by Madeleine Holden When they do, there’s often no one there Samuel, a 27-year-old artist and gay man living in Australia, is telling me about his partner’s first and only experience seeking treatment for mental health issues. “Last year, he was in a really bad place and needed help,” he says. “He’s struggled with depression and anxiety his whole life, but small-town mentality has always told him to internalize.” Samuel explains that the Australian health-care system offers patients with a diagnosable mental illness six subsidized sessions with a psychologist, so he coaxed his partner into seeing a general practitioner for … Continue reading THE PROBLEM WITH TELLING MEN WITH MENTAL HEALTH ISSUES TO ‘JUST REACH OUT’
A study looks at the chemistry of couples engaged in different activities. by Paul Ratner 14 February, 2019 Leisure activities can help release more oxytocin, say researchers. Oxytocin is a hormone linked to social and sexual interaction. Couples who took art classes and played board games together released oxytocin. With Valentine’s Day upon us, are you looking for a way to bring more love into your relationship? Take an art class or pick up a new board game to play together. This advice comes courtesy of a new study from Baylor University, which found that the bodies of couples engaged … Continue reading Researchers find how to add more “love hormone” to your relationships
by Dr. Mercola, Guest Waking Times In this interview, Mike Dow, Psy.D., and author of “Your Subconscious Brain Can Change Your Life: Overcome Obstacles, Heal Your Body, and Reach Any Goal with a Revolutionary Technique,” reveals how tapping into your subconscious through a modern form of hypnosis can help you heal mind, body and soul. “Most meditation is alpha. Hypnosis takes you into an even slower brain wave, into theta,” Dow says, who experienced his first hypnosis session as a “deep, wondrous trance, almost dream-like.” “I would say it felt magical, relaxing and wonderful. I sort of would have those twitches … Continue reading HOW YOUR SUBCONSCIOUS IS THE KEY TO IMPROVING YOUR HEALTH AND CHANGING YOUR LIFE
A Buddha statue at Cittaviveka | https://tricy.cl/2E9XF0Q Celibate nun Ajahn Thaniya explains how she finds strength in renouncing sexual desire without repressing it. By Dennis Crean Once a month, Tricycle features an article from Inquiring Mind, a Buddhist journal that was in print from 1984–2015 and now has a growing number of back issues archived at inquiringmind.com. For Valentine’s Day, we offer a Buddhist perspective on sexual energy, love, and romance. Dennis Crean’s interview with Ajahn Thaniya originally appeared as “Freeing Our Life Energy” in Inquiring Mind’sSpring 2007 issue on “The Tough Stuff: Money, Sex, and Power.” Originally from New Zealand, Willa Thaniya Reid … Continue reading Transmuting Sexual Energy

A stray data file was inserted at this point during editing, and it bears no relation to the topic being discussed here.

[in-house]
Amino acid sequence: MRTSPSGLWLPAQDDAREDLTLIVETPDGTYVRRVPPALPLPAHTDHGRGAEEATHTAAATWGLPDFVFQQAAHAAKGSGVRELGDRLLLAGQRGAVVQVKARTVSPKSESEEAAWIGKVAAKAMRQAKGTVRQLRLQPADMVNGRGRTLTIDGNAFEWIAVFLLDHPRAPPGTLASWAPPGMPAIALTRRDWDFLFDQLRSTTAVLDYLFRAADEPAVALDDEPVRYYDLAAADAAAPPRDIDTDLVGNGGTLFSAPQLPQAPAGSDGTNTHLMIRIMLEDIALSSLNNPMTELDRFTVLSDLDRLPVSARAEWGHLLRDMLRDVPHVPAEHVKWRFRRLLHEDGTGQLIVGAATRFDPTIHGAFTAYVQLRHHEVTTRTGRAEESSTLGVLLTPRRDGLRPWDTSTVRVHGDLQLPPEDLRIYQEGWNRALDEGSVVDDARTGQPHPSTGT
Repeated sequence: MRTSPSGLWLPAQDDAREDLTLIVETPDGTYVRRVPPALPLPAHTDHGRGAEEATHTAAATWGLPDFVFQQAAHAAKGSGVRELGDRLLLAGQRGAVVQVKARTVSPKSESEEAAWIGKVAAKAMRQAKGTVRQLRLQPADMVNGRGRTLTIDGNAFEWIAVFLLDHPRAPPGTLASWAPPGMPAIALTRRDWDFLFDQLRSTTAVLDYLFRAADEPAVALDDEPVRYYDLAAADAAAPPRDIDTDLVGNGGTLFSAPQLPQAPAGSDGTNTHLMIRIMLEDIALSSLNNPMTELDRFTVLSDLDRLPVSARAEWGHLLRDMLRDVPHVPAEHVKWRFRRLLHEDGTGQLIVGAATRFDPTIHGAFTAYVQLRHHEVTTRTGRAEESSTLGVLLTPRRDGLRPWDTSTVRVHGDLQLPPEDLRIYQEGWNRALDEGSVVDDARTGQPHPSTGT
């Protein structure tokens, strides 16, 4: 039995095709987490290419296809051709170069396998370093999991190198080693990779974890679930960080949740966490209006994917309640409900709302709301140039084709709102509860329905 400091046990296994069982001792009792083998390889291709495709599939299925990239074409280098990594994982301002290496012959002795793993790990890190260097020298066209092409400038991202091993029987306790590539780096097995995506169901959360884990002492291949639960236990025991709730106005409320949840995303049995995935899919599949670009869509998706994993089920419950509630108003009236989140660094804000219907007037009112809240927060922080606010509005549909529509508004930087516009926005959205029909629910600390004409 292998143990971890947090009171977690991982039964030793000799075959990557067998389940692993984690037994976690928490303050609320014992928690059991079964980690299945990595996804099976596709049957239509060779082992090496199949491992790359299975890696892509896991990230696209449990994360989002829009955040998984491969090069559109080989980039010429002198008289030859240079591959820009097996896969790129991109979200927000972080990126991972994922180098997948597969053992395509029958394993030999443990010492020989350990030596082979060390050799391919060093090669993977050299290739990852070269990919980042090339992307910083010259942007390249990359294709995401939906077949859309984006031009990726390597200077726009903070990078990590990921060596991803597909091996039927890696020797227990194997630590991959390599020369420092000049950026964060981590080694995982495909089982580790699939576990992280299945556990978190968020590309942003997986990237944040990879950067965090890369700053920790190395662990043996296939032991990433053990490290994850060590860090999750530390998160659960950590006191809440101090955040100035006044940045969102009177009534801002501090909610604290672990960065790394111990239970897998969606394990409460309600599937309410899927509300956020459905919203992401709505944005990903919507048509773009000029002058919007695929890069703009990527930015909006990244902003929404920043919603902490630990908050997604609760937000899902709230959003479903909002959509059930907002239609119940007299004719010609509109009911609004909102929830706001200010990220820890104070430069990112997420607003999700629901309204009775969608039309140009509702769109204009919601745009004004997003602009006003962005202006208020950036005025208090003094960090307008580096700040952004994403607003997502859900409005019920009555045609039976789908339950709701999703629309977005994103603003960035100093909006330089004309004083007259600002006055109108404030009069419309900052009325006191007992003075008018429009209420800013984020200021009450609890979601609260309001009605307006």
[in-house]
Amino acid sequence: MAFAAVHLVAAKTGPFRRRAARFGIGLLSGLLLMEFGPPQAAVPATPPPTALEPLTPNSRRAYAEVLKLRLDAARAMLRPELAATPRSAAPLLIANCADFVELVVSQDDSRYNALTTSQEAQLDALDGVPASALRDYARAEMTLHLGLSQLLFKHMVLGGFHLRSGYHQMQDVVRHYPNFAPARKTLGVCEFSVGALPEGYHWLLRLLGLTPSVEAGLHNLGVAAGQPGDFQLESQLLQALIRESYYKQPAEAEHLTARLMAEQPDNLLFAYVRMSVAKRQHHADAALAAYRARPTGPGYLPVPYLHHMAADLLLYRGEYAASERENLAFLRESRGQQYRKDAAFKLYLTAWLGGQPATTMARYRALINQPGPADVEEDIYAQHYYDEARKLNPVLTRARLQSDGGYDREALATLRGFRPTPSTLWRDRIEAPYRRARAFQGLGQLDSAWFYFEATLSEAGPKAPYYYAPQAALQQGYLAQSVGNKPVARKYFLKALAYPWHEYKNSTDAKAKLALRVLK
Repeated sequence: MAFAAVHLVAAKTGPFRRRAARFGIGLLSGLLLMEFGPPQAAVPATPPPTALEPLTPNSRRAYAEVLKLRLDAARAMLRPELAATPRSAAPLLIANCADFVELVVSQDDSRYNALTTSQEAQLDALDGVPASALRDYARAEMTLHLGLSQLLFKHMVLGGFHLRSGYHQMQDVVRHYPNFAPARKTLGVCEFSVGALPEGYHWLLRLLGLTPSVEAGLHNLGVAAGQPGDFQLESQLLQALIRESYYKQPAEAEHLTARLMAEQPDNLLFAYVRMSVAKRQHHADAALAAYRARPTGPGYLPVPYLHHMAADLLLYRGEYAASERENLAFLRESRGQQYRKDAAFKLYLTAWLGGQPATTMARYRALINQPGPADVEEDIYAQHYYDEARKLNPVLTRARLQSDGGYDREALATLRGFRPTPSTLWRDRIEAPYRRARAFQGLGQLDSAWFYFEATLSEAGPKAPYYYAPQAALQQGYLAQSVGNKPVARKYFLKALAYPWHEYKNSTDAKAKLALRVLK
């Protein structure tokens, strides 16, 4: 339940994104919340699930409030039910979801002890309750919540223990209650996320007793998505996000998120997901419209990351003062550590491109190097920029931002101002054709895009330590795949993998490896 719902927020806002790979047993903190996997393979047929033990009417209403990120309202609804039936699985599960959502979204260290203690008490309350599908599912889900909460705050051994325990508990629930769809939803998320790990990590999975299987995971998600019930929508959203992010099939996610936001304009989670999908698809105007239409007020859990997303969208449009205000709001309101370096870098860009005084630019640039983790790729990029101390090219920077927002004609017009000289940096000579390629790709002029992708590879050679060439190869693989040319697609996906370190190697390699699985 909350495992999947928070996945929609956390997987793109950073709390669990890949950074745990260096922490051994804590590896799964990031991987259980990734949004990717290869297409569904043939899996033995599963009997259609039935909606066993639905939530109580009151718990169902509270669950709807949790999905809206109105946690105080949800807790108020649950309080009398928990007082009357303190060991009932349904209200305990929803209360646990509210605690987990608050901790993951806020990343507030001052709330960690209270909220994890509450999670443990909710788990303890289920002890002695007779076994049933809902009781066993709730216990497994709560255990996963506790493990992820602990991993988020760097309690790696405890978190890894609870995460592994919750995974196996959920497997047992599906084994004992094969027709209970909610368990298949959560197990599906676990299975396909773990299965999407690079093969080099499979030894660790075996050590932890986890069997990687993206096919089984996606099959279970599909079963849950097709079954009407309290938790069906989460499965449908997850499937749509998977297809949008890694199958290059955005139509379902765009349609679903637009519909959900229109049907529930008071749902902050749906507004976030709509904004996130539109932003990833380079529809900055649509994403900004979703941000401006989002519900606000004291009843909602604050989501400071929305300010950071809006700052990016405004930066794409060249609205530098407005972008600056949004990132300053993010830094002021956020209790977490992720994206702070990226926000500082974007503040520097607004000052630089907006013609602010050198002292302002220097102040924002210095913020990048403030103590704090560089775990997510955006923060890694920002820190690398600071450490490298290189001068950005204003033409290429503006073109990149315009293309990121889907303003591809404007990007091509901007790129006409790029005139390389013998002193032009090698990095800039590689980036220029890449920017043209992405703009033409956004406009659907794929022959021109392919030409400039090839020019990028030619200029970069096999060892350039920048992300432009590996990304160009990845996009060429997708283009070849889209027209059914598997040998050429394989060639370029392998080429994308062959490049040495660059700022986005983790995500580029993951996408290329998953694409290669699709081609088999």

image edited by F. Kaskais https://www.theatlantic.com/video/iframe/582664/ Video by Sindha Agha When the filmmaker Sindha Agha first went to the doctor about her pain, she experienced a phenomenon familiar to many women—she was not taken seriously. Then, it happened again. And again. “It took me nearly 15 years of going to doctor after doctor to finally receive adequate treatment,” Agha told The Atlantic. “It’s absurd that most people have never heard of a condition that one in 10 women have.” Agha was ultimately diagnosed with endometriosis, a condition in which the tissue that lines the inside of the uterus begins to grow outside, spreading to … Continue reading When Sex Is Excruciating
A Jeep full of the Daughters of Charity in St Louis, Missouri in 1964. Photo by Bert Glinn/Magnum A psychological relief valve and a guard against despotism, laughter is a uniquely human – and collective – activity by Chris Knight is a British anthropologist. He is the author of Blood Relations: Menstruation and the Origins ofCulture (1991) and Decoding Chomsky: Science and Revolutionary Politics (2016). He lives in London. Edited by Sally Davies ‘All the acts of the drama of world history were performed before a chorus of the laughing people.’ From Rabelais and his World (1965) by Mikhail Bakhtin The central question that anthropologists ask can be stated … Continue reading Did laughter make the mind?
People more prone to boredom performed better without background music By Christian Jarrett Given how many of us listen to music while studying or doing other cerebral work, you’d think psychology would have a set of clear answers as to whether the practice is likely to help or hinder performance. In fact, the research literature is rather a mess (not that that has deterred some enterprising individuals from making bold claims). There’s the largely discredited “Mozart Effect” – the idea that listening to classical music can boost subsequent IQ, except that when first documented in the 90s the effect was on spatial … Continue reading Should You Listen To Music While Doing Intellectual Work? It Depends On The Music, The Task, And Your Personality